Before he could get too sad, Mom’s voice yanked him out of daydream world and back to the here and now. “Beth, you have to take off your bathing suit now, we’re going to meet your grandfather.”

“No!” his sister yelled from her toddler seat in the back of the car. All around her was piled the junk they’d brought from California — suitcases, Mom’s computer, boxes of toys.

“Beth, you cannot wear a bathing suit everywhere!”

“NO!”

His sister was …difficult. That was the nice way of putting it. Her latest thing was wearing a yellow Strawberry Shortcake bathing suit — everywhere. Twenty–four hours a day, seven days a week. To bed, in the bath, to the store, to the movies, to the park. Everywhere.

It wasn’t so bad in the summertime. You expected little kids to wear bathing suits in the summertime. But this had been going on for six months. The bathing suit was worn and frayed in places, and it was more gray now than yellow. Mom washed it every couple of days, and Beth would sit by the washing machine and read stories to it as it swirled around. Usually she would wear it straight out of the washer, wet and dripping, rather than bear to part with it for the 15 minutes it would take to tumble around in the dryer.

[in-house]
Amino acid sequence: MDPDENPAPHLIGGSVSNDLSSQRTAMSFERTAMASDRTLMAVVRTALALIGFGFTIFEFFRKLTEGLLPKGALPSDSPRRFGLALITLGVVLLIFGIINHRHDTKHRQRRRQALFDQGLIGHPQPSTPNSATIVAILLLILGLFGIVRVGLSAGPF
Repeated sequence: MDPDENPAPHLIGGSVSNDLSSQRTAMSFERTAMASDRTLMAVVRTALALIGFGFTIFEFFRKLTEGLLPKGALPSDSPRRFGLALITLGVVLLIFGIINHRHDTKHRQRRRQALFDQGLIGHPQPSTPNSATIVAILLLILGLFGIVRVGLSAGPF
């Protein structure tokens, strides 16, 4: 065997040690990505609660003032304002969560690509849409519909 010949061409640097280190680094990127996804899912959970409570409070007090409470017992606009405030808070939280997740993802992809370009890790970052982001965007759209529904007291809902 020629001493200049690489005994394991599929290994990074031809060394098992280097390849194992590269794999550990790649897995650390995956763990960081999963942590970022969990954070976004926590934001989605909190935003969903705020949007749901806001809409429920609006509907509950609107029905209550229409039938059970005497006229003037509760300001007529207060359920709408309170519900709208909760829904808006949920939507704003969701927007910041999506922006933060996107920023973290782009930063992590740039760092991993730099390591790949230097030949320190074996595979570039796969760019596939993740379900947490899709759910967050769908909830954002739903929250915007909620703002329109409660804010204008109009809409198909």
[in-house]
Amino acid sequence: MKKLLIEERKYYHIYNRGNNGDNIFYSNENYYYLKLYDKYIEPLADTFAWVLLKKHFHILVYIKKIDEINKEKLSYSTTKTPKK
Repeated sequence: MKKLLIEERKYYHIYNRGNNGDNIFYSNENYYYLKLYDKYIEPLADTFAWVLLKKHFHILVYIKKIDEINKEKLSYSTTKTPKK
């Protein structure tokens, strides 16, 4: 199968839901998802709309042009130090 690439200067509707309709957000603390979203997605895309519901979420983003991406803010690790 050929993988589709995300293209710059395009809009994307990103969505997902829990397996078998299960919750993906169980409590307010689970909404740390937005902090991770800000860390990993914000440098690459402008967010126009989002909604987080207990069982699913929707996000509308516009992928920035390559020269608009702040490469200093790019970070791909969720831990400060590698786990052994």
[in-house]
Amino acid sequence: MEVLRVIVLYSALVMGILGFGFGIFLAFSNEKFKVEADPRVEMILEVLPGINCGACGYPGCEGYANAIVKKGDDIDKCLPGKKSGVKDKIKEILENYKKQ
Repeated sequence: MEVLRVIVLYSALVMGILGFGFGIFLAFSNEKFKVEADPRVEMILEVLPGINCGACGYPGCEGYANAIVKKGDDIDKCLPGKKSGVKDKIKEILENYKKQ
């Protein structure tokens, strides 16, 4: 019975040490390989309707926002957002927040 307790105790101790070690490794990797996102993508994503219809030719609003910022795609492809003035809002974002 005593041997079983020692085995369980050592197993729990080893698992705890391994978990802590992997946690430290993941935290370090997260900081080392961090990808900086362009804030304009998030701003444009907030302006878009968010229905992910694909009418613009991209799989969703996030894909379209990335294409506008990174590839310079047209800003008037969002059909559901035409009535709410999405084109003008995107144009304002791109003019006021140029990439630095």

At the moment she was wearing it over a pair of shorts and a white t–shirt. When it got a little chilly — which it was in the car, with the air conditioner going — she would wear it over her other clothes. Not under. Nope, the entire world had to see her love for Strawberry Shortcake.

Mom struggled to keep her voice calm. “Beth, we have to make a good impression on Grandfather since we’re going to be living with him now. And I would rather he not see you wearing that bathing suit over your regular clothes.”

“He wike Stawbewy Shorcake!” Beth protested. “I wike it!”

“I don’t,” Peter said.

“You don’ count!” she shouted as she pointed and bared her lower teeth at him.

Peter sighed and turned back to the window. When dealing with Beth, unless it was really important, it was easier just to ignore her. Mom hadn’t learned that yet.





2

They had left Duskerville behind and were on a winding road deep into the forest when Peter saw it: Grandfather’s house.